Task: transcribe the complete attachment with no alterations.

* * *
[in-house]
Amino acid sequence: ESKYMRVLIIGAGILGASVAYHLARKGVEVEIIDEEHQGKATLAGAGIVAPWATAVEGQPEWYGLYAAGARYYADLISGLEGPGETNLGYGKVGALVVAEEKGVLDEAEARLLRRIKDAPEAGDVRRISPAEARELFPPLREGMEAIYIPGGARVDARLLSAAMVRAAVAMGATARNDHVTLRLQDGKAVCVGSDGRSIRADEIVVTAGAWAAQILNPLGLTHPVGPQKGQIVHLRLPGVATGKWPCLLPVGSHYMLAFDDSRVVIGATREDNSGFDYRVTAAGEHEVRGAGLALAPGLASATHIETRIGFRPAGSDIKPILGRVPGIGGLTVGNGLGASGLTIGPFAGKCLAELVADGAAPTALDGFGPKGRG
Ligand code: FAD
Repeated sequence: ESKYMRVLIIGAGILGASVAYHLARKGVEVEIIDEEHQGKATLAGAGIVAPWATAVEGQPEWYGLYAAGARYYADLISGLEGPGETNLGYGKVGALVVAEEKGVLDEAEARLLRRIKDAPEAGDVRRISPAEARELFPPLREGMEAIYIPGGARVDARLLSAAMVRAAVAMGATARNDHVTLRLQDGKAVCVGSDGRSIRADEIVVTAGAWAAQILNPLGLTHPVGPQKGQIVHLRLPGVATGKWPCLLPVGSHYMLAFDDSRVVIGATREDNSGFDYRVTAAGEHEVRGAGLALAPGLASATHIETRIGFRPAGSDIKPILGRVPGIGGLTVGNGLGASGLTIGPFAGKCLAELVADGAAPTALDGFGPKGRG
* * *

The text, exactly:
[in-house]
Amino acid sequence: ESKYMRVLIIGAGILGASVAYHLARKGVEVEIIDEEHQGKATLAGAGIVAPWATAVEGQPEWYGLYAAGARYYADLISGLEGPGETNLGYGKVGALVVAEEKGVLDEAEARLLRRIKDAPEAGDVRRISPAEARELFPPLREGMEAIYIPGGARVDARLLSAAMVRAAVAMGATARNDHVTLRLQDGKAVCVGSDGRSIRADEIVVTAGAWAAQILNPLGLTHPVGPQKGQIVHLRLPGVATGKWPCLLPVGSHYMLAFDDSRVVIGATREDNSGFDYRVTAAGEHEVRGAGLALAPGLASATHIETRIGFRPAGSDIKPILGRVPGIGGLTVGNGLGASGLTIGPFAGKCLAELVADGAAPTALDGFGPKGRG
Ligand code: FAD
Repeated sequence: ESKYMRVLIIGAGILGASVAYHLARKGVEVEIIDEEHQGKATLAGAGIVAPWATAVEGQPEWYGLYAAGARYYADLISGLEGPGETNLGYGKVGALVVAEEKGVLDEAEARLLRRIKDAPEAGDVRRISPAEARELFPPLREGMEAIYIPGGARVDARLLSAAMVRAAVAMGATARNDHVTLRLQDGKAVCVGSDGRSIRADEIVVTAGAWAAQILNPLGLTHPVGPQKGQIVHLRLPGVATGKWPCLLPVGSHYMLAFDDSRVVIGATREDNSGFDYRVTAAGEHEVRGAGLALAPGLASATHIETRIGFRPAGSDIKPILGRVPGIGGLTVGNGLGASGLTIGPFAGKCLAELVADGAAPTALDGFGPKGRG